Care coordination has emerged as a promising element of successful health care and long-term service delivery models. It unites a team of providers to meet individual needs, improves health care access and outcomes, and synchronizes the variety of long-term services and supports. In these models, a care coordinator works closely with the individual, family caregivers, primary care provider, and other health care professionals to improve communication, resulting in improved individual well-being and outcomes.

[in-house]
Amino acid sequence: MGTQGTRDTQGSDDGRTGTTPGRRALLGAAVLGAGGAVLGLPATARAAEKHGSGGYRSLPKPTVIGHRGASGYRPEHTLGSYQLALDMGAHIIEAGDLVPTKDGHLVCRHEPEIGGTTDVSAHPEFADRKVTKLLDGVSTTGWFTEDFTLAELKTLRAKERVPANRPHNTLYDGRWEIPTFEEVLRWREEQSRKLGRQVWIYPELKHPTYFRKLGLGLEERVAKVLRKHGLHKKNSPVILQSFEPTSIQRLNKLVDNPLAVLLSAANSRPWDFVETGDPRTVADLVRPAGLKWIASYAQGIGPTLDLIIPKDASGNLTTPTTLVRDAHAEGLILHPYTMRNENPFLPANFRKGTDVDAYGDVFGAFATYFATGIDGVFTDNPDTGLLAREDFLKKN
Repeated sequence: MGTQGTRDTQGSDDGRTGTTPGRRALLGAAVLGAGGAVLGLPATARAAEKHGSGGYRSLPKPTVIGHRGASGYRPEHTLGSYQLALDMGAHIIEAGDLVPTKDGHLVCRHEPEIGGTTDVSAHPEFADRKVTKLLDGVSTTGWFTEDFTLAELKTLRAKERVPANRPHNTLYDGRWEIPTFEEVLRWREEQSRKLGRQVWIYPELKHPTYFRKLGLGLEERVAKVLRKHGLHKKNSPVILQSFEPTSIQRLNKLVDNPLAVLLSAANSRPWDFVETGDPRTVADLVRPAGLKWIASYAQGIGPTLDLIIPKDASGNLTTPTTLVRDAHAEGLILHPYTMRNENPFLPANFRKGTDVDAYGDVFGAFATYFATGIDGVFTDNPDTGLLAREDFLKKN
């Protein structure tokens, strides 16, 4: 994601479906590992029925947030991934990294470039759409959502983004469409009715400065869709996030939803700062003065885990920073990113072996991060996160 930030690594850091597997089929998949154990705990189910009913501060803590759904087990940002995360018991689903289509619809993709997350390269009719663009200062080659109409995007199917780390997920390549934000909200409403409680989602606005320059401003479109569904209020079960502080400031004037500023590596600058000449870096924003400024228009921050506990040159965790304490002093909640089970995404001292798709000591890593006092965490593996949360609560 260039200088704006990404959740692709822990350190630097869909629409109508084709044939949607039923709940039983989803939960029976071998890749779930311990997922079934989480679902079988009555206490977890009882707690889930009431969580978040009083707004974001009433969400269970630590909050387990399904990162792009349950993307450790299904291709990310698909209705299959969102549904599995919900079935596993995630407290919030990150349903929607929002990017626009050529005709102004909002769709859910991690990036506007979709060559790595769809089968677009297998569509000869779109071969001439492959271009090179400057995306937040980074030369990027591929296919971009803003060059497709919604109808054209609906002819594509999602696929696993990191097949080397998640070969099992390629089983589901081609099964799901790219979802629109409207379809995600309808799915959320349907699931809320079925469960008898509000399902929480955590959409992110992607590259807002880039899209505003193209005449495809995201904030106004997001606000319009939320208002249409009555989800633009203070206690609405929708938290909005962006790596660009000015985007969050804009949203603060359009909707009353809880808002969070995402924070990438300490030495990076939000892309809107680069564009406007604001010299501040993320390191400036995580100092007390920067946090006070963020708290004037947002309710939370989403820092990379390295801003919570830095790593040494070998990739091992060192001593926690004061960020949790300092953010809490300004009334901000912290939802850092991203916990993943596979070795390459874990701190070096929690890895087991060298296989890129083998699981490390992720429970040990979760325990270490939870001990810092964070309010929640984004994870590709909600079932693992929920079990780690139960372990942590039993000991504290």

Initiatives aimed at improving care coordination are especially timely. The prevalence of multiple chronic conditions and functional impairment within the aging population is increasing. Older individuals with multiple chronic conditions need health care that is well coordinated with any needed long-term services and supports. At the same time, the Center for Medicare & Medicaid Innovation (CMMI), created by the Affordable Care Act (ACA), is tasked with testing and rapidly disseminating innovative health care delivery models and alternative payment structures over the next eight years to improve quality while reducing cost.